Info

First Liberty Briefing

First Liberty Briefing is an exclusive podcast hosted by First Liberty Institute’s Senior Counsel Jeremy Dys. In about 90-seconds, three times a week, Jeremy recalls the stories that have shaped America’s religious liberty, from the founding era to current legal battles and more. It’s an insider’s look at the stories, cases, people, and laws that have made America the world’s leader in protecting religious liberty.
RSS Feed Subscribe in Apple Podcasts
2019
July
June
May
April
March
February
January


2018
December
November
October
September
August
July
June
May
April
March
February
January


2017
December
November
October
September
August
July
June
May
April
March
February
January


2016
December
November
October
September
August
July
June


All Episodes
Archives
Now displaying: Page 1
Aug 29, 2018

Despite the repeated efforts of The United States Department of Justice, the town of Airmont, New York has returned to its thirty-year history of religious discrimination, even fining an Orthodox Jewish Rabi $1,000 and up to one year in jail for peacefully worshipping within his own home with his community. Learn more at FirstLiberty.org/Briefing.


If I were to tell you about worshippers describing themselves as “underground,” what comes to mind?  Oppressive regimes and brutal dictators maybe? Nazi Germany or first century Rome?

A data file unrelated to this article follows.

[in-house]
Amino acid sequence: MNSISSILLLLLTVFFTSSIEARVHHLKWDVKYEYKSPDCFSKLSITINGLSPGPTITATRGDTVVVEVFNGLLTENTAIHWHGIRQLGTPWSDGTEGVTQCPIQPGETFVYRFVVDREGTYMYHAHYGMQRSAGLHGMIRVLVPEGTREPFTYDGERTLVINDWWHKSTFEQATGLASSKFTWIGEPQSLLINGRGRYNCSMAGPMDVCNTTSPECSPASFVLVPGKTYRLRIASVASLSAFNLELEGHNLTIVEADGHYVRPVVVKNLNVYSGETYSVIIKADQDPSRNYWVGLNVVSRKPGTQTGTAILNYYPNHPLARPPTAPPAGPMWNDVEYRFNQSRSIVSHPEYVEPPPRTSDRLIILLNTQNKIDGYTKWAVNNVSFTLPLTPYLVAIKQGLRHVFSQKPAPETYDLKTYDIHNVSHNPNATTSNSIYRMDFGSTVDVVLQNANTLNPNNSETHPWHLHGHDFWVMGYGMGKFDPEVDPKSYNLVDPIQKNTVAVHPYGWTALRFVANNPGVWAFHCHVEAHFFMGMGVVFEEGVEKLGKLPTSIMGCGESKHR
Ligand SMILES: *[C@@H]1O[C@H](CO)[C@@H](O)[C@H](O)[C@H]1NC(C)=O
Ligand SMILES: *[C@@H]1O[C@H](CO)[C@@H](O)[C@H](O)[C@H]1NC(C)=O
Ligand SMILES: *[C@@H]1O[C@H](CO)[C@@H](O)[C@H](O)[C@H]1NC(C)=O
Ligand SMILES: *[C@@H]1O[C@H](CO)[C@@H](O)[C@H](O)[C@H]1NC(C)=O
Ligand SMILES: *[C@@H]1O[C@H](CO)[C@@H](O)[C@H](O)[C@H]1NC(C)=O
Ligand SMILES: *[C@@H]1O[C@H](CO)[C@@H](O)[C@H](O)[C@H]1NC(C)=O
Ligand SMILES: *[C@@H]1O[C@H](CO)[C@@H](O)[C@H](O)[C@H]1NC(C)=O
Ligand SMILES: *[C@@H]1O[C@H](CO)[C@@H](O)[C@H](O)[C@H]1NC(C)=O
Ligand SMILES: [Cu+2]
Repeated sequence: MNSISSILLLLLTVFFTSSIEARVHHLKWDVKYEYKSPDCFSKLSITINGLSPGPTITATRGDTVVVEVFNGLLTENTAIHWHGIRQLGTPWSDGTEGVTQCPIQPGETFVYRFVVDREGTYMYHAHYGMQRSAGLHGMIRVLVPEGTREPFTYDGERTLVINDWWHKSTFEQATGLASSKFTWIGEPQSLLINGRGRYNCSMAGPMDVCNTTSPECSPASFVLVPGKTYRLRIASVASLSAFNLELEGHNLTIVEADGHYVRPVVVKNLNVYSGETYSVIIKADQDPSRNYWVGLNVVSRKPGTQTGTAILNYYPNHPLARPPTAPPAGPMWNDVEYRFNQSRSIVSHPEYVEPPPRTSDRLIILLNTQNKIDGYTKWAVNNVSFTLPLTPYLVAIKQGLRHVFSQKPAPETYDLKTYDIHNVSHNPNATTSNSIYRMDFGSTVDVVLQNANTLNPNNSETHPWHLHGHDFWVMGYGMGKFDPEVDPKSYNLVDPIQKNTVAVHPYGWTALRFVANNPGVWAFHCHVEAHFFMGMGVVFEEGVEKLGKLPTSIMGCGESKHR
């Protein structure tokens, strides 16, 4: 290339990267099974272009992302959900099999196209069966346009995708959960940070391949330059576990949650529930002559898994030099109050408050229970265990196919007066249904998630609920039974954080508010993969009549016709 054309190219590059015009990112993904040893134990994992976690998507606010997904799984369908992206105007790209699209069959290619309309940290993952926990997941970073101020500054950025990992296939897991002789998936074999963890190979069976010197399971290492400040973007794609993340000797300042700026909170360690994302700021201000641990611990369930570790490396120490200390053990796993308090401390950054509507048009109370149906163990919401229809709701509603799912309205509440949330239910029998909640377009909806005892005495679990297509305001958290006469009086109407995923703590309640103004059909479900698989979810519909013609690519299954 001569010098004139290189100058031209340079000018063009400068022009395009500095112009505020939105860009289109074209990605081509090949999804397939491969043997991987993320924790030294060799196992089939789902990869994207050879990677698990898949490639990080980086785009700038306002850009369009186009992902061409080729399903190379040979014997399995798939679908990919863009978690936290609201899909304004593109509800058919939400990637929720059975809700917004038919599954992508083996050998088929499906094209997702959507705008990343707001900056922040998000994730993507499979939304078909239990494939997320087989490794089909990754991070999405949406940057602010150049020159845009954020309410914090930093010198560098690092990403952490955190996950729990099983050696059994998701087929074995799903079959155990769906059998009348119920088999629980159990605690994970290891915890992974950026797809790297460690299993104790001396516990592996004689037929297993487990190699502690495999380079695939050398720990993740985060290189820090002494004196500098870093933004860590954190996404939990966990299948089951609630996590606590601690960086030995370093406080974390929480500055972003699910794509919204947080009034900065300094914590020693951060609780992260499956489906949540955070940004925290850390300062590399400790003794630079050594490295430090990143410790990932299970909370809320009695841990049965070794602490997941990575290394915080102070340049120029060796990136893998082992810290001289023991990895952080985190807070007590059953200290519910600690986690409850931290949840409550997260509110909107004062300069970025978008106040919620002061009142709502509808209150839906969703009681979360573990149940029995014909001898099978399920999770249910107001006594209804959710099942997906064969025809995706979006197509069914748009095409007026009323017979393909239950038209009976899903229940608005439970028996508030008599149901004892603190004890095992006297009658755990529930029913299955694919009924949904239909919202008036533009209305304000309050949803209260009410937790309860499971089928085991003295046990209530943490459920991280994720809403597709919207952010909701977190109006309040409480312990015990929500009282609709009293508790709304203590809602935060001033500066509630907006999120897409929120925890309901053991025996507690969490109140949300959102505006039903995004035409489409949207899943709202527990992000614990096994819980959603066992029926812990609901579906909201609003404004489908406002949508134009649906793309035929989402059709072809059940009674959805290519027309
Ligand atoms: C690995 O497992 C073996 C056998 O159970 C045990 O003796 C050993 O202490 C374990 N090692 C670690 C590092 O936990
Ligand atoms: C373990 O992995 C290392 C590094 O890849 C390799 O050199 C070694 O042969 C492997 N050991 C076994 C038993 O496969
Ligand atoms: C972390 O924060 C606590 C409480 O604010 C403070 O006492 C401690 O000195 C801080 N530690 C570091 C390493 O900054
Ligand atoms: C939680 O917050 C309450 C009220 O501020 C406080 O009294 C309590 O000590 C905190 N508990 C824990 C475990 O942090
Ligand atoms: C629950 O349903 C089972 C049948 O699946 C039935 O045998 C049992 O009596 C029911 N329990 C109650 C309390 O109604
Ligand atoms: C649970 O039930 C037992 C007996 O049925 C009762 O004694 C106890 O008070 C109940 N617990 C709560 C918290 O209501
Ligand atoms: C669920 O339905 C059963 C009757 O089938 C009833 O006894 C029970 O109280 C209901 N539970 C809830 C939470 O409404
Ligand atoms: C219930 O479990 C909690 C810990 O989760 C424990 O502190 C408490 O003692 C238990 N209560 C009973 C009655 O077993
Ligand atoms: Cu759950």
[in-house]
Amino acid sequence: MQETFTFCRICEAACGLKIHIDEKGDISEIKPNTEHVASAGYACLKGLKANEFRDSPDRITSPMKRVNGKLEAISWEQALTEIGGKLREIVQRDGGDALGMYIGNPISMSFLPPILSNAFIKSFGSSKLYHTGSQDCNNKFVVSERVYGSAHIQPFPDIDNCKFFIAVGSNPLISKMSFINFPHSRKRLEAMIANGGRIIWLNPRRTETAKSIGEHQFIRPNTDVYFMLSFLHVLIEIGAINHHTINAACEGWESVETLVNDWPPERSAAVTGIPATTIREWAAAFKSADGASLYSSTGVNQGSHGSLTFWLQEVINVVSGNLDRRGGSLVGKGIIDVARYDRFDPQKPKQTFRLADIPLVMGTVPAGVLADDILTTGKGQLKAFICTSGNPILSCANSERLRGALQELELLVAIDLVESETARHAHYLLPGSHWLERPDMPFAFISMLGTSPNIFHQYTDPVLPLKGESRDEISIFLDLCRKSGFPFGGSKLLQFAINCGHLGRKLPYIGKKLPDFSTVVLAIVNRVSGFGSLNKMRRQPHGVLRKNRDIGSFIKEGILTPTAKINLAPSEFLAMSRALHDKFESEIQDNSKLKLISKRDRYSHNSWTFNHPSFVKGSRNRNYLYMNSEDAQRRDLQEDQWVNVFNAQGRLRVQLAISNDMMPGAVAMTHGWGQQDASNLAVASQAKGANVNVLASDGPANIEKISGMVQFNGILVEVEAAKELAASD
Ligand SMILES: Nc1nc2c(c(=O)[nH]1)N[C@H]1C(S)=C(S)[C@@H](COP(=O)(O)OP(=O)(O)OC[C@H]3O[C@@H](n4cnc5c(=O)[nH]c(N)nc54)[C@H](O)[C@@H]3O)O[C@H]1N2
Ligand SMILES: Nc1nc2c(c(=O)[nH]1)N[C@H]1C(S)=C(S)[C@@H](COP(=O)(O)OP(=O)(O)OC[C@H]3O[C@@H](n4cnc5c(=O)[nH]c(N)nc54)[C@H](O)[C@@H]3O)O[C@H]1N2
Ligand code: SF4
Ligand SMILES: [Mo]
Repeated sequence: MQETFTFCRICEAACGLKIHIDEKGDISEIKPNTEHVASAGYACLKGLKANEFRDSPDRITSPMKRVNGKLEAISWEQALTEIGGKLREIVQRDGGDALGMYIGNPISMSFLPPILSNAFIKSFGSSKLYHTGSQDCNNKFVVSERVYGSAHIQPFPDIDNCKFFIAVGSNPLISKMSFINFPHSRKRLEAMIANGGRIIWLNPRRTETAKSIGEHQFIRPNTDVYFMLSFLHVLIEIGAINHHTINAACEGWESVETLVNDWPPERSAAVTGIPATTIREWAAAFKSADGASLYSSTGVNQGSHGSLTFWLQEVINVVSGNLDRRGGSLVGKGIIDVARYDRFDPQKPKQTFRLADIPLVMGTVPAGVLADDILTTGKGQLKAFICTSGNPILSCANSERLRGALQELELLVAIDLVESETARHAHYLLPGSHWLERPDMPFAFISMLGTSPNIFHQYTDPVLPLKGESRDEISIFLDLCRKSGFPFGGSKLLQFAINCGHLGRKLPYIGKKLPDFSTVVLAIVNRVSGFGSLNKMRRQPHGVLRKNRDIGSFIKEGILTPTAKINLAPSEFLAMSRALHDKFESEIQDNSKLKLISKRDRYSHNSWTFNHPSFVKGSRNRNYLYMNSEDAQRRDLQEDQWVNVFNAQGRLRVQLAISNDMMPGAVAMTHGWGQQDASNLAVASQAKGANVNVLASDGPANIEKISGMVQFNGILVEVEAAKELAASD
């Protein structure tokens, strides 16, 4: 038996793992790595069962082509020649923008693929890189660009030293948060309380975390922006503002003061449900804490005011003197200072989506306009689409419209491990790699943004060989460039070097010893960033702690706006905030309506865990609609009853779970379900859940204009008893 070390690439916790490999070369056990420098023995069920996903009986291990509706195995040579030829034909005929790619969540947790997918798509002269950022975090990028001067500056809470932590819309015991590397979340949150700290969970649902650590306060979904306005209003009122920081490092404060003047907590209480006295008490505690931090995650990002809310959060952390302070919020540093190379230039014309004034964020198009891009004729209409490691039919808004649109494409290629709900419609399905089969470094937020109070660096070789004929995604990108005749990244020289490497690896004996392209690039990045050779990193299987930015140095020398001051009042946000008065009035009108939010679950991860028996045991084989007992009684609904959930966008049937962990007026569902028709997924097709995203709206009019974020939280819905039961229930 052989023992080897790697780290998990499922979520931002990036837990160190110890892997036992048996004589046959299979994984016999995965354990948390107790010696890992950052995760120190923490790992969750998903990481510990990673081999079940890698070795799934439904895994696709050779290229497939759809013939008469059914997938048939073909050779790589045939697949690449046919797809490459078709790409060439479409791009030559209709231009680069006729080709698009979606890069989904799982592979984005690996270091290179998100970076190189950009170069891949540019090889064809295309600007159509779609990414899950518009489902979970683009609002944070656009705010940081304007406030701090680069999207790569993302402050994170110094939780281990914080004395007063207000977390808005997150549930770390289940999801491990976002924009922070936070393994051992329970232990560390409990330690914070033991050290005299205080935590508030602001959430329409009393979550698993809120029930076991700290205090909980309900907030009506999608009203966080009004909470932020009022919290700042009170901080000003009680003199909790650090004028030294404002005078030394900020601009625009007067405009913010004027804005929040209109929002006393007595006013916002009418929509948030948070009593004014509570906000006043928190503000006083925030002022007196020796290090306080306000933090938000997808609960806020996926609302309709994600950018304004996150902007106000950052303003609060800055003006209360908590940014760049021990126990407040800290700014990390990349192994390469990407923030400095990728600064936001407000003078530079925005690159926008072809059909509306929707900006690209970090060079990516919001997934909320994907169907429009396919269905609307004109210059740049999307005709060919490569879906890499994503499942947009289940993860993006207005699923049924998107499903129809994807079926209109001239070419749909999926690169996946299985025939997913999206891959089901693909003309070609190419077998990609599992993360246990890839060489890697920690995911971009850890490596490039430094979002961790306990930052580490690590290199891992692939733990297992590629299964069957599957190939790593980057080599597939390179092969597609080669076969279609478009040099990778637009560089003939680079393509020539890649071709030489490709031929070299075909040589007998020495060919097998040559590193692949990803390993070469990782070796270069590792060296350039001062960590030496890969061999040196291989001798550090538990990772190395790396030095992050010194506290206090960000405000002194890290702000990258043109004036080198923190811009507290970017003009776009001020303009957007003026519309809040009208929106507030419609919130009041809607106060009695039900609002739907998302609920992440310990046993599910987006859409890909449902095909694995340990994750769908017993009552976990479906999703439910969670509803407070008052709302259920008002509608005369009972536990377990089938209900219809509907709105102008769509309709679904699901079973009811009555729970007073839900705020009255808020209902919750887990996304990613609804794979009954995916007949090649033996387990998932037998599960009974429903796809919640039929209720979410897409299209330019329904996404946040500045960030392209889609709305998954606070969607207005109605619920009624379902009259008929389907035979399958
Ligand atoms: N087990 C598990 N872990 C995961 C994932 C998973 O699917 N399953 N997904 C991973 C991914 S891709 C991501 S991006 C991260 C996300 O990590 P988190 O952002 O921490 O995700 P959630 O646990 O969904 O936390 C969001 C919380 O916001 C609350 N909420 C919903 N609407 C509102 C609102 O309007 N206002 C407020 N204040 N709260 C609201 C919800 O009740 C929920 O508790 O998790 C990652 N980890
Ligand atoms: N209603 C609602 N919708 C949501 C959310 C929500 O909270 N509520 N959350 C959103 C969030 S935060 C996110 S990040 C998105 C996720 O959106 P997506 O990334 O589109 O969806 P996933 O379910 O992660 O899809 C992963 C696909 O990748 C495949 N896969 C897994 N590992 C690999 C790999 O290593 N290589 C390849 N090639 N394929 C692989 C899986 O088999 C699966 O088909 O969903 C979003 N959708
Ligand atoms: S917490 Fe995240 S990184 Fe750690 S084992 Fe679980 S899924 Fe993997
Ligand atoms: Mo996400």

Actually, that comes from our clients, Orthodox Jewish residents in Airmont, New York. 

And, sadly, this is nothing new.  The United States Court of Appeals for the Second Circuit explained in the 1995 case of LeBlanc-Stenberg v. Fletcher, that Airmont “had been incorporated for the purpose of excluding Jewish citizens, using zoning restrictions designed to prevent Jewish adherents from gathering for prayer within city limits.”

Going on three decades later, and at least two Department of Justice-led lawsuits, and the City of Airmont is still wielding its zoning laws to discriminate.  Attorneys with First Liberty were in Airmont not long ago, defending a local Rabbi. He had spent over two and a half years, and about $20,000 in application costs trying to gain the approval to use his home for prayer meetings. 

Instead, the city rewarded him with a citation, carrying a penalty of up to $1,000 and a year in jail, for the unlawful use of his home for prayer.

We managed to get those charges dropped . . . at least temporarily. 

No one should feel like they have to pray “underground,” hiding from the government or fearing punishment for what is supposed to be the freeexercise of religion.

To learn how First Liberty is protecting religious liberty for all Americans, visit FirstLiberty.org.

0 Comments
Adding comments is not available at this time.